4.8 Introduction to Acid-Base Reactions

6 min readjanuary 8, 2023

Dalia Savy

Dalia Savy

AP Chemistry 🧪

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Now that we've got precipitation reactions down, let's move on to the next primary type of chemical reactions! The second main type of reaction that you learn in this unit is the acid-base neutralization reaction. 🍊

Defining Acids & Bases

There are many different ways to define the behavior of acids and bases. The AP Chemistry curriculum focuses on the Brønsted-Lowry definition. When you think "Brønsted-Lowry," you should immediately focus on the transfer of a proton or hydrogen ion.

A Proton

First things first, how is a proton equivalent to a hydrogen ion? 🤔
A proton is a subatomic particle that is found in the nucleus of an atom. It has a positive electric charge and is one of the fundamental building blocks of matter.
Remember, an ion is an atom or molecule that has gained or lost one or more electrons, resulting in a net electric charge. A hydrogen ion is a hydrogen atom that has been stripped of its electron, resulting in a net positive charge: H+. Because a proton is identical to a hydrogen ion, the terms "proton" and "hydrogen ion" are often used interchangeably in chemistry.
Sometimes, you may even see H₃O⁺ in place of H⁺.

Brønsted-Lowry Definitions

Focusing on the transfer of a proton, acids are proton donors while bases are proton acceptors. What you basically see happen is a hydrogen ion being transferred from a substance, denoted as the acid, to another substance, denoted as the base.
Since acid-base reactions are just transfers of hydrogen ions, who says they can't go both ways? They usually can, although they do often shift in a certain direction. This begins to cover content that is discussed later in this course, so let's keep it simple!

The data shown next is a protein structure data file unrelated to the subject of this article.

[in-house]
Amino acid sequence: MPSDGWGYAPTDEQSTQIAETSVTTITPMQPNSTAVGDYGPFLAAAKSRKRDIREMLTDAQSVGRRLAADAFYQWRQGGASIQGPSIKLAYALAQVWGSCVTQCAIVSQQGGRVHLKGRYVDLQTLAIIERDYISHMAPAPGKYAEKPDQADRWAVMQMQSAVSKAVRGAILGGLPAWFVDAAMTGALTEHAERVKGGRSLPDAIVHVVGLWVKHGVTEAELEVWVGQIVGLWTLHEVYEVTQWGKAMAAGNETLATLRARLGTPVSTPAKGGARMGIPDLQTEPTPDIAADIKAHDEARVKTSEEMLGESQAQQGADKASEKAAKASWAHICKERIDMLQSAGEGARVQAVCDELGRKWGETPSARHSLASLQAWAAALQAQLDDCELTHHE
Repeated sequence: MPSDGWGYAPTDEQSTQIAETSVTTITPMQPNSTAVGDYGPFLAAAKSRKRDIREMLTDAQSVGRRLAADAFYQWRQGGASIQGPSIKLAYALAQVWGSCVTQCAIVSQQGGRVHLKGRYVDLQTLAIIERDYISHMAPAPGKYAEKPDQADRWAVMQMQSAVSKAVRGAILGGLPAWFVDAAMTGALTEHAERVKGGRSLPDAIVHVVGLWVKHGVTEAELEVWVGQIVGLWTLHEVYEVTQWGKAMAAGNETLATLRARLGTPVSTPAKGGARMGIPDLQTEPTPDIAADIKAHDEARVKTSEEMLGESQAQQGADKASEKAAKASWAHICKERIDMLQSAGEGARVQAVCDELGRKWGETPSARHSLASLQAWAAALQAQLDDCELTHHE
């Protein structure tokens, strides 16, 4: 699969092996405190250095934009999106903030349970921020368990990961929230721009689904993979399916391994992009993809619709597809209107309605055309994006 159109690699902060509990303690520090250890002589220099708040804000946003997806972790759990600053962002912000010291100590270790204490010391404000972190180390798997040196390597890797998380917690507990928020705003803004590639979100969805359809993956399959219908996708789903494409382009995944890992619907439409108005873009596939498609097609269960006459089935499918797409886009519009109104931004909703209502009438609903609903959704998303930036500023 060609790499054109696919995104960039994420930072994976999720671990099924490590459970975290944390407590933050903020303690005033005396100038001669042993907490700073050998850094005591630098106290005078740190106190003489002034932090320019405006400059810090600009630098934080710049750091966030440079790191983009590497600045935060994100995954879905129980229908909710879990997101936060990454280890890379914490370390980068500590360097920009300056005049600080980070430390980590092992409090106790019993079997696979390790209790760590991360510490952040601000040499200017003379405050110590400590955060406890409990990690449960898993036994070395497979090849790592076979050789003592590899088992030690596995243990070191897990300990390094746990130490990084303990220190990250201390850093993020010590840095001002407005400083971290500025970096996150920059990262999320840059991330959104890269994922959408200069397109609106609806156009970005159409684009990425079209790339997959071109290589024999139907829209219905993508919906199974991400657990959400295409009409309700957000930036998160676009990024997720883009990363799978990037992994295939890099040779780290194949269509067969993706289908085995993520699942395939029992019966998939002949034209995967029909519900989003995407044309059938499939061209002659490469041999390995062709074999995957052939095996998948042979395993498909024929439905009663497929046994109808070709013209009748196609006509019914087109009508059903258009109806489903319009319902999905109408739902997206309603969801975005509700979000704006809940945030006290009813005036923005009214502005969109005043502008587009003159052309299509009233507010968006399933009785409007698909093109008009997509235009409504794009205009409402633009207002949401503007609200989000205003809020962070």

If acid-base reactions can go back and forth, there must be an acid and a base on both the reactant and product side. This creates conjugate acid-base pairs. Looking at a chemical equation, you should be able to tell what the acid-base pairs are and pick out the conjugates.
Let's focus on the following example: H₂O + H₂S → H₃O⁺ + HS⁻.
First things first, what are the acid-base pairs?
First pair: H₂O and H₃O⁺
Second pair: H₂S and HS⁻
Now, which are the acids, and which are the bases? A quick way to know would be to figure out which compound in the pair has an additional hydrogen. Since H₃O⁺ has one more hydrogen than H₂O, it is the conjugate acid. This makes H₂O the base.
Try the second pair on your own! 😊

Amphiprotic Substances

There are also these weird agents called amphiprotic substances. They can both donate and accept protons! An example that you really, really know is H₂O, but NH₃⁻ is also an amphiprotic substance.
The reason why they are amphiprotic is that they have both a lone pair that can accept and bond with a proton and a transferable proton that they can donate as well.

Image Courtesy of Expii

Acid-Base Neutralization

A neutralization reaction occurs when an acid and base react to often form an ionic salt and liquid water. The H⁺ ion from the acid combines with the OH⁻ from the base to form H₂O (l). The basic form of the reaction is acid + base → salt + water.
You usually have to write out the chemical reaction. Let's say the two reactants are HNO₃ (aq) and KOH (aq), what are the products? 💭
To make things easier on yourself, automatically write out H₂O (l) since you know that a proton is transferred to form water. Then, just combine the remaining ions, which would form the salt: HNO₃ (aq) + KOH (aq) → H₂O (l) + KNO₃ (?)

Soluble Salt?

Using solubility rules, is KNO₃ soluble? Or is it a precipitate? Any compound with NO₃ is soluble, so KNO₃ is in the aqueous state: HNO₃ (aq) + KOH (aq) → H₂O (l) + KNO₃ (aq)

Net Ionic Equation

We're back to net ionic equations! Remember, a net ionic equation is a chemical equation that shows only the species precipitating in a chemical reaction, omitting the spectator ions. For review on this subject, be sure to check out an earlier study guide in this unit that focuses primarily on net ionic equations.